The deposits are in the states of Jammu and Kashmir in northern India. The main sites from which sapphires are extracted, were discovered in 1881 on the southern slope of the Zaskar Range, near the settlement of Sumjam.
The geological structure of the deposit is poorly investigated. The sapphires occur in friable deposits and in primary feldspathic veins within dolomitic marbles, which form intercalations in garnet-amphibole and biotitic gneisses.
Sapphire is found sporadically in the amphibole zone. Accompanying minerals are rubellite and green tourmaline, kyanite, aquamarine, hambergite, amethyst, etc.
The Kashmir sapphires have a pyramidal habit, truncated by a pinacoid. The largest crystals reach 12.5 cm in length and 7.5 cm in width. The colour is mainly pale to dense cornflower-blue, but violet, pink, green and yellow sapphires are also found. Colour-zoning and velvety lustre, which is caused by minute gas-liquid inclusions, are characteristic of Kashmir stones. Common inclusions are: dust-like rutile, green and red-brown tourmaline, pargasite, and zircon. The refractive indices are 1.760 - 1.769, the density is 3.99 - 4.03 g/cm³ (Brown, 1956).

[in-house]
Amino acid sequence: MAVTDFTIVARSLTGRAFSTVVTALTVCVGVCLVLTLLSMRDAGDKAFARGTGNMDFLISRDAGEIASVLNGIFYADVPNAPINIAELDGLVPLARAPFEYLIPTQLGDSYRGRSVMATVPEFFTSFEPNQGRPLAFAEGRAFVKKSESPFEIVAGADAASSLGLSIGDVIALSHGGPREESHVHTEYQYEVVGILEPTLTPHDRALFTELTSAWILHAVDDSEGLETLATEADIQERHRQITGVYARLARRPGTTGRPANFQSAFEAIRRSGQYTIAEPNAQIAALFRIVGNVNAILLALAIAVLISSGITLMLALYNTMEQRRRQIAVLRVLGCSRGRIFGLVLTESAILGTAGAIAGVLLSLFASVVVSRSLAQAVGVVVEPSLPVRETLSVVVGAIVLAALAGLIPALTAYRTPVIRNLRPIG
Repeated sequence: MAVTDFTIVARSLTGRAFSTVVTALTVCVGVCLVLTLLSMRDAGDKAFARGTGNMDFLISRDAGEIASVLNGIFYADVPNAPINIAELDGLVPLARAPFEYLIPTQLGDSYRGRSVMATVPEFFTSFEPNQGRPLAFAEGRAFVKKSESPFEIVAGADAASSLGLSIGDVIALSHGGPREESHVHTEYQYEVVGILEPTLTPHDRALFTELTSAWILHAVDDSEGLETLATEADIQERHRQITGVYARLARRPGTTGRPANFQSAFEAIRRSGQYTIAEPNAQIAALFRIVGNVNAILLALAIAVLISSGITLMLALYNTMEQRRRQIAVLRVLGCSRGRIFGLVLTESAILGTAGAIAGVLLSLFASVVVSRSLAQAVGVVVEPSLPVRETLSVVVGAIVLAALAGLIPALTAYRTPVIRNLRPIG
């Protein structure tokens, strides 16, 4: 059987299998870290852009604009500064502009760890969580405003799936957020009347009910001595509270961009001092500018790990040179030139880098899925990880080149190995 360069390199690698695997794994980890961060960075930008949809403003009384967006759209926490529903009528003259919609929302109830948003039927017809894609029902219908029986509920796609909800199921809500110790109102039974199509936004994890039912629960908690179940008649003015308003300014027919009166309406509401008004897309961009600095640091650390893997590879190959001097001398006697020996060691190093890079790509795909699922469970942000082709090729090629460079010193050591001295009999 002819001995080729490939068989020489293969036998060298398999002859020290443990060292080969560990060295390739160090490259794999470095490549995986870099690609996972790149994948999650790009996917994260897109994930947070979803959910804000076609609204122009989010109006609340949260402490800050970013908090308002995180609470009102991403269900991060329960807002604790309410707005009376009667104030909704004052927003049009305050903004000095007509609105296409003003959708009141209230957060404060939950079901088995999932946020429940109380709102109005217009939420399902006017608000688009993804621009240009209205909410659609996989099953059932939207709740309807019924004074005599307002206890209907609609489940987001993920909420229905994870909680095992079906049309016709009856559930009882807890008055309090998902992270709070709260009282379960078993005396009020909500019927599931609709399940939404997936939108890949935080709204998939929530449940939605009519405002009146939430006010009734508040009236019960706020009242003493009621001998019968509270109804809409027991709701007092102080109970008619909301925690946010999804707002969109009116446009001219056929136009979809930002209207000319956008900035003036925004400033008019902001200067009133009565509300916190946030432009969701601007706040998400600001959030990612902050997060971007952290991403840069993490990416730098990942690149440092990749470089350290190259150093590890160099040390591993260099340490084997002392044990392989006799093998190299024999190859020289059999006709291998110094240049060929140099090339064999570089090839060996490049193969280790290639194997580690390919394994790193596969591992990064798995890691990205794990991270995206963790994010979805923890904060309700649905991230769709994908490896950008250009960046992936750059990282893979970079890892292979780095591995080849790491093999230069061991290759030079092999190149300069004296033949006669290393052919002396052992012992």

Ref: E.Ya. Kievlenko, Geology of gems, 2003, p. 55
Gemstones from Kashmir sapphire mines, Pádar, Kishtwar district, Jammu and Kashmir, India by Colour
Click on a photo for more information.